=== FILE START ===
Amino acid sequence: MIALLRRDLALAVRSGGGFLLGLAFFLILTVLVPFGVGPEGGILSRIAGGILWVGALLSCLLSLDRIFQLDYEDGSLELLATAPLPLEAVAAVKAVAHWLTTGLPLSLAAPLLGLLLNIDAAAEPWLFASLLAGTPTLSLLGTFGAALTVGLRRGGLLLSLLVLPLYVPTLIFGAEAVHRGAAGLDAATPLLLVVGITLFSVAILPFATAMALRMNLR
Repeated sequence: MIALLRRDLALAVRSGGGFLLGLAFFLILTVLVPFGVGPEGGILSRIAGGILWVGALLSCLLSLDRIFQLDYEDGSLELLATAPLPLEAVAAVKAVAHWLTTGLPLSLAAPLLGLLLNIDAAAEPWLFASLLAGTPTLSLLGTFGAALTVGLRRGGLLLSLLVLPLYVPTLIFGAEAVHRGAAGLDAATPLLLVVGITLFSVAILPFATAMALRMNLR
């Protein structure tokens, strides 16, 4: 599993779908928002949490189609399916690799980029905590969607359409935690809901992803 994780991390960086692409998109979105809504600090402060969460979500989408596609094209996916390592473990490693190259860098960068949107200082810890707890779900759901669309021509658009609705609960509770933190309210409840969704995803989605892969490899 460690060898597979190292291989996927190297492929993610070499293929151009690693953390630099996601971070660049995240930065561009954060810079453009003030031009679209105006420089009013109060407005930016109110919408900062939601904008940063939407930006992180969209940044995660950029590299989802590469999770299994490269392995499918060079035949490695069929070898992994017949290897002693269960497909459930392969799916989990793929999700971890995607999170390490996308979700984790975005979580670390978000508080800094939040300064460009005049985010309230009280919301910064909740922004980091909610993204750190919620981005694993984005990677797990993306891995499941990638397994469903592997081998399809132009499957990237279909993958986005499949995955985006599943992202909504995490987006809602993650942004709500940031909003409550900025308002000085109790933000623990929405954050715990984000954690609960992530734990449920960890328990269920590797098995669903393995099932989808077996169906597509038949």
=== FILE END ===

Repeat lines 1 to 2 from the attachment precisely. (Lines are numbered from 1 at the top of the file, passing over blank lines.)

Amino acid sequence: MIALLRRDLALAVRSGGGFLLGLAFFLILTVLVPFGVGPEGGILSRIAGGILWVGALLSCLLSLDRIFQLDYEDGSLELLATAPLPLEAVAAVKAVAHWLTTGLPLSLAAPLLGLLLNIDAAAEPWLFASLLAGTPTLSLLGTFGAALTVGLRRGGLLLSLLVLPLYVPTLIFGAEAVHRGAAGLDAATPLLLVVGITLFSVAILPFATAMALRMNLR
Repeated sequence: MIALLRRDLALAVRSGGGFLLGLAFFLILTVLVPFGVGPEGGILSRIAGGILWVGALLSCLLSLDRIFQLDYEDGSLELLATAPLPLEAVAAVKAVAHWLTTGLPLSLAAPLLGLLLNIDAAAEPWLFASLLAGTPTLSLLGTFGAALTVGLRRGGLLLSLLVLPLYVPTLIFGAEAVHRGAAGLDAATPLLLVVGITLFSVAILPFATAMALRMNLR